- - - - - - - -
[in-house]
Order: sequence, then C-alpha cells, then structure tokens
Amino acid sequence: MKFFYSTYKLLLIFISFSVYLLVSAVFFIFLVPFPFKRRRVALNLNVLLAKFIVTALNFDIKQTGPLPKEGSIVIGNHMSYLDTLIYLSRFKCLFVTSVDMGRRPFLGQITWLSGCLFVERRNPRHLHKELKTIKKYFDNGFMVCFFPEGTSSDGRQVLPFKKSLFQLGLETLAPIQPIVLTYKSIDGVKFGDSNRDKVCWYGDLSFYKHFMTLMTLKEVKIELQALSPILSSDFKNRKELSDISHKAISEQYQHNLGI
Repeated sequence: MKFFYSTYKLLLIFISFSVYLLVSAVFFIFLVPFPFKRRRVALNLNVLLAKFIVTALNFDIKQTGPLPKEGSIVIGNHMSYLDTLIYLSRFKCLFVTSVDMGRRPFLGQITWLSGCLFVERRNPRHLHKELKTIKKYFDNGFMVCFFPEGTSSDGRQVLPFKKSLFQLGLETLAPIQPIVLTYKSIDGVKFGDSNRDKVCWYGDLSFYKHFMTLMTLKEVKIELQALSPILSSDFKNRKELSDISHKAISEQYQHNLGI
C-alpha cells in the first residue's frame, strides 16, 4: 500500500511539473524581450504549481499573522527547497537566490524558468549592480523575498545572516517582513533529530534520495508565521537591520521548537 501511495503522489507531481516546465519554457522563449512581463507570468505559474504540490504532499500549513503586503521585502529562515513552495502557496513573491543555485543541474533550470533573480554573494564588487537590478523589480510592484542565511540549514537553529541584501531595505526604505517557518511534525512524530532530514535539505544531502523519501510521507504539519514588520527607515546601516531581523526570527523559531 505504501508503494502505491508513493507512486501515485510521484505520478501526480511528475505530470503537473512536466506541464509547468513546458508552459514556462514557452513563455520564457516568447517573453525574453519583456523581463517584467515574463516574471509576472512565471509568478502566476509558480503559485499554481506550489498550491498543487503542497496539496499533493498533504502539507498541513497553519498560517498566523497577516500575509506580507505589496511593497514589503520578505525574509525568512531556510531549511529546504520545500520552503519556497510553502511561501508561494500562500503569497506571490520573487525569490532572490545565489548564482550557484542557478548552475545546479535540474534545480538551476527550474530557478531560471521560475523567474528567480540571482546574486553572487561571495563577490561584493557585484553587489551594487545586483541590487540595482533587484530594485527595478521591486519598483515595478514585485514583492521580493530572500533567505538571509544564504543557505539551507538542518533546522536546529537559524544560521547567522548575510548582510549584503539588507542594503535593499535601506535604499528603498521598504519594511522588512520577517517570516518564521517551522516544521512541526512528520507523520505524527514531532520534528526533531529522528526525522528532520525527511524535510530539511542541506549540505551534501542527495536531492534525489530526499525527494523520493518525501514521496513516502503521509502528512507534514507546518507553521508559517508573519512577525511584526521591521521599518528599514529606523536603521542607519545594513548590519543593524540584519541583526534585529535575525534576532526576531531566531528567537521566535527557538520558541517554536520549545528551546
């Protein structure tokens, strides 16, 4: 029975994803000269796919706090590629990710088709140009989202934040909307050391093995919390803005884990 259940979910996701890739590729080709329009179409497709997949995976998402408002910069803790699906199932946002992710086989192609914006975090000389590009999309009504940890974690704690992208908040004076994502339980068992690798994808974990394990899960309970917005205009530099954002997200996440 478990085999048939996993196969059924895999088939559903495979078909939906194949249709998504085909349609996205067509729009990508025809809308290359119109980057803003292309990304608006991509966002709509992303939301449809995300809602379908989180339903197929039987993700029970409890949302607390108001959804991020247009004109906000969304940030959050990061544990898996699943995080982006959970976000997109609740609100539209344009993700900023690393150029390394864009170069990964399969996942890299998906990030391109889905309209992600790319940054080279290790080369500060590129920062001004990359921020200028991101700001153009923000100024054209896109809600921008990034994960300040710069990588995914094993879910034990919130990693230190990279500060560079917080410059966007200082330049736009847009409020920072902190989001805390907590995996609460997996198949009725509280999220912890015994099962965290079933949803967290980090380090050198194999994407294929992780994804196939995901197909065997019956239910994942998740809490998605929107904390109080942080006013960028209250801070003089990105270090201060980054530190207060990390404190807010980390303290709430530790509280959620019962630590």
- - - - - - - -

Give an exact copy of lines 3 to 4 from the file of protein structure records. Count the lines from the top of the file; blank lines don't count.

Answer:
Amino acid sequence: MKFFYSTYKLLLIFISFSVYLLVSAVFFIFLVPFPFKRRRVALNLNVLLAKFIVTALNFDIKQTGPLPKEGSIVIGNHMSYLDTLIYLSRFKCLFVTSVDMGRRPFLGQITWLSGCLFVERRNPRHLHKELKTIKKYFDNGFMVCFFPEGTSSDGRQVLPFKKSLFQLGLETLAPIQPIVLTYKSIDGVKFGDSNRDKVCWYGDLSFYKHFMTLMTLKEVKIELQALSPILSSDFKNRKELSDISHKAISEQYQHNLGI
Repeated sequence: MKFFYSTYKLLLIFISFSVYLLVSAVFFIFLVPFPFKRRRVALNLNVLLAKFIVTALNFDIKQTGPLPKEGSIVIGNHMSYLDTLIYLSRFKCLFVTSVDMGRRPFLGQITWLSGCLFVERRNPRHLHKELKTIKKYFDNGFMVCFFPEGTSSDGRQVLPFKKSLFQLGLETLAPIQPIVLTYKSIDGVKFGDSNRDKVCWYGDLSFYKHFMTLMTLKEVKIELQALSPILSSDFKNRKELSDISHKAISEQYQHNLGI